25 April 2006
UN Special Rapporteur Prof. Philip Alston Questions Israel's Conduct in
October 2000 Investigations
On 27 March 2006, Professor Phillip Alston, the United Nations Special Rapporteur on Extrajudicial, Summary or Arbitrary Executions, issued his report to the 62nd Session of the Commission on Human Rights in which he raises concerns over Israel's failure to properly investigate the fatal shooting of 13 Palestinian citizens in Israel during the October 2000 protest demonstrations.
As the legal representative of the Committee for the Victims' Families, Adalah has submitted material concerning the October 2000 killings, the official Or Commission of Inquiry, which inquired into these events, and the Ministry of Justice's Police Investigation Unit's (“Mahash”) failure to conduct complete and independent investigations into the killings to Prof. Alston in his capacity as a UN Special Rapporteur.
In the report, Prof. Alston documented his correspondence with the State of Israel between September 2005 and January 2006 regarding outstanding concerns of excessive use of force and police impunity regarding the October 2000 killings. Specifically, Prof. Alston wrote to question Mahash's decision to close its investigation into the deaths without issuing a single indictment, despite the Or Commission's conclusions and recommendations issued in 2003. The UN Special Rapporteur's report noted that the Or Commission specifically found police officers and commanders responsible or culpable for individual deaths as a result of orders to use snipers and live ammunition against unarmed protestors, in addition to not taking adequate steps to prevent the demonstrations from escalating into clashes between protestors and police.
Prof. Alston challenged the reasons given by Mahash to justify its decision to close the investigation: Mahash claimed that individual cases either lacked sufficient evidence or that the circumstances of the case called for the degree of force used by police officers. The report also questions Mahash's claim that the lack of sufficient evidence in certain cases was due to the lack of cooperation of the victims' families, especially in their refusal to consent to the state's request to exhume some of the bodies of the deceased for autopsy. Prof. Alston points out that this claim is dubious as Mahash did not issue indictments in cases where autopsies were performed, yielding significant physical evidence, and that, after five years, the condition of victims' bodies would not provide substantial or conclusive physical evidence. Furthermore, Prof. Alston writes that Mahash's claim that its investigations found that officers and commanders in question used necessary force contradicts the findings of the Or Commission, which deemed the use of live ammunition and snipers against unarmed demonstrators unjustified in every instance.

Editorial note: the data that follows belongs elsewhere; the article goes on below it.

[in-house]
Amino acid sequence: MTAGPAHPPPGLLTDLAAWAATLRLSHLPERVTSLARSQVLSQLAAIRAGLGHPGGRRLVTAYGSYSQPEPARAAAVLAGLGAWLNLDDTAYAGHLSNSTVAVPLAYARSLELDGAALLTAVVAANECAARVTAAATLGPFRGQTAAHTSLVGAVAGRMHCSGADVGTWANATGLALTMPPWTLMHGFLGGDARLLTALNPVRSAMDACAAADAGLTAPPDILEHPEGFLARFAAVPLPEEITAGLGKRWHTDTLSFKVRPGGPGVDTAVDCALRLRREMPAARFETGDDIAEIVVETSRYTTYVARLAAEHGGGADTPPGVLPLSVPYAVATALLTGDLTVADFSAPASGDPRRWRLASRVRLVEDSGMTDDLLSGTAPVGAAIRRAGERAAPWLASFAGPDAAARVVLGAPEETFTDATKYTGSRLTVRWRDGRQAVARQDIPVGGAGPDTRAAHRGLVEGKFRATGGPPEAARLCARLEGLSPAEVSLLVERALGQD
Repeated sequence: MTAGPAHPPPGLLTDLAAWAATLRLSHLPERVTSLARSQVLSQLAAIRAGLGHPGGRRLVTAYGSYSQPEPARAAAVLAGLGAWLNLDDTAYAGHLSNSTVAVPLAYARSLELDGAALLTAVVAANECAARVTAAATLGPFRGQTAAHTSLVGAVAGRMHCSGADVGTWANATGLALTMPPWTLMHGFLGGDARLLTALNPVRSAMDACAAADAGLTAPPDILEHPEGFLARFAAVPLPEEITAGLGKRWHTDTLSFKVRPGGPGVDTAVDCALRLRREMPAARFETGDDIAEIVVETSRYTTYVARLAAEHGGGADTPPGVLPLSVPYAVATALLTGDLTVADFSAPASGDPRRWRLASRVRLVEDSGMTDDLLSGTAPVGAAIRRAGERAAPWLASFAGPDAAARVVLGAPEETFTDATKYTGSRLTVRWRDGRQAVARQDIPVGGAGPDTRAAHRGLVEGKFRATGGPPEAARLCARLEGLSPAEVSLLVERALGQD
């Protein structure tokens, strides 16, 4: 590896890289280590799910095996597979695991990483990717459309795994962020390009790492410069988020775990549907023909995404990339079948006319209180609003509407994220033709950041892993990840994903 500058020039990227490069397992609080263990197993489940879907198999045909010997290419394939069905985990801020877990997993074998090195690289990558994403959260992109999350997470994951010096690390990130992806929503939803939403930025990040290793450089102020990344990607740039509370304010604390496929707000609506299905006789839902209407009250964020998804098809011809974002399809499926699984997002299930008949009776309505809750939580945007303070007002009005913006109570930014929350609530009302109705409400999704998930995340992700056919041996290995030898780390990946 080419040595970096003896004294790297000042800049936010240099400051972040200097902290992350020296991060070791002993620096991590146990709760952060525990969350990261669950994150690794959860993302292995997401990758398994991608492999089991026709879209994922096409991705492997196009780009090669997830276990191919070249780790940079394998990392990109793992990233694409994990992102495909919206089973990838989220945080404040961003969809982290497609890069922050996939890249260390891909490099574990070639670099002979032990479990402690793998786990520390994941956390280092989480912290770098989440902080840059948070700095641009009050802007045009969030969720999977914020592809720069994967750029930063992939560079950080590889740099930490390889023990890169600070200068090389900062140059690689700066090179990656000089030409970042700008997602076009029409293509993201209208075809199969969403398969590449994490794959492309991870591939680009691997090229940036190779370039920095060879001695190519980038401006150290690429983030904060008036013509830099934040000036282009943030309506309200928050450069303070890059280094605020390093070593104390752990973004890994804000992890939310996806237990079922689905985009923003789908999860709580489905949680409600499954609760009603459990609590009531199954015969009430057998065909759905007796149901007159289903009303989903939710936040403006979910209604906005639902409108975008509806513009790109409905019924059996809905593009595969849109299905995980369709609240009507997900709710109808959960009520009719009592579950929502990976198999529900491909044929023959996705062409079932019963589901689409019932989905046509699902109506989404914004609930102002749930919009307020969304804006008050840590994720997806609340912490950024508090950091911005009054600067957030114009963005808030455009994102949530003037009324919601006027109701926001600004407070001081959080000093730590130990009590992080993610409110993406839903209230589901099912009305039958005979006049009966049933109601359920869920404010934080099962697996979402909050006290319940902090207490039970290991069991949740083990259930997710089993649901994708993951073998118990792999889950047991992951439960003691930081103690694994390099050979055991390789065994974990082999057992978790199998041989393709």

Prof. Alston stated that the failure of Israel to hold individuals accountable for the October 2000 killings, especially considering the substantial evidence uncovered by the Or Commission, runs contrary to Article 3 of the Universal Declaration of Human Rights (UNDHR), Article 6 of the International Covenant on Civil and Political Rights (ICCPR), and Principle 9 of the U.N. Principles on the Effective Prevention and Investigation of Extralegal, Arbitrary and Summary Executions.
In conclusion, the Special Rapporteur wrote in a letter sent to the government in September 2005 that, “Five years after the fatal shooting of 13 Arab men by Israeli police forces and after a commission of inquiry set up by your Excellency's Government concluded that the use of force in these cases had been excessive, a decision has been taken by the Government not to hold anyone accountable for their deaths.” The letter insisted that there should be an aggressive review of the decision and that the families be provided with the right to challenge the decision, and asked for the state to respond detailing how it intends to proceed with the appeal.
In its response to Prof. Alston's letter, in January 2006, the state reported on its decision to assign the Deputy State Attorney the responsibility of re-examining Mahash's decision to close the investigations.
Adalah notes that the state's response to the Special Rapporteur neglects to mention Attorney General Menachem Mazuz's inappropriate endorsement of Mahash's report, which undermines his objectivity in this matter. Further, Adalah notes that the impartiality of the Deputy State Attorney is questionable as his supervisor, Eran Shendar, was the Director of Mahash during October 2000 and bears the main responsibility for Mahash's omissions and failures to investigate the killings immediately after the events.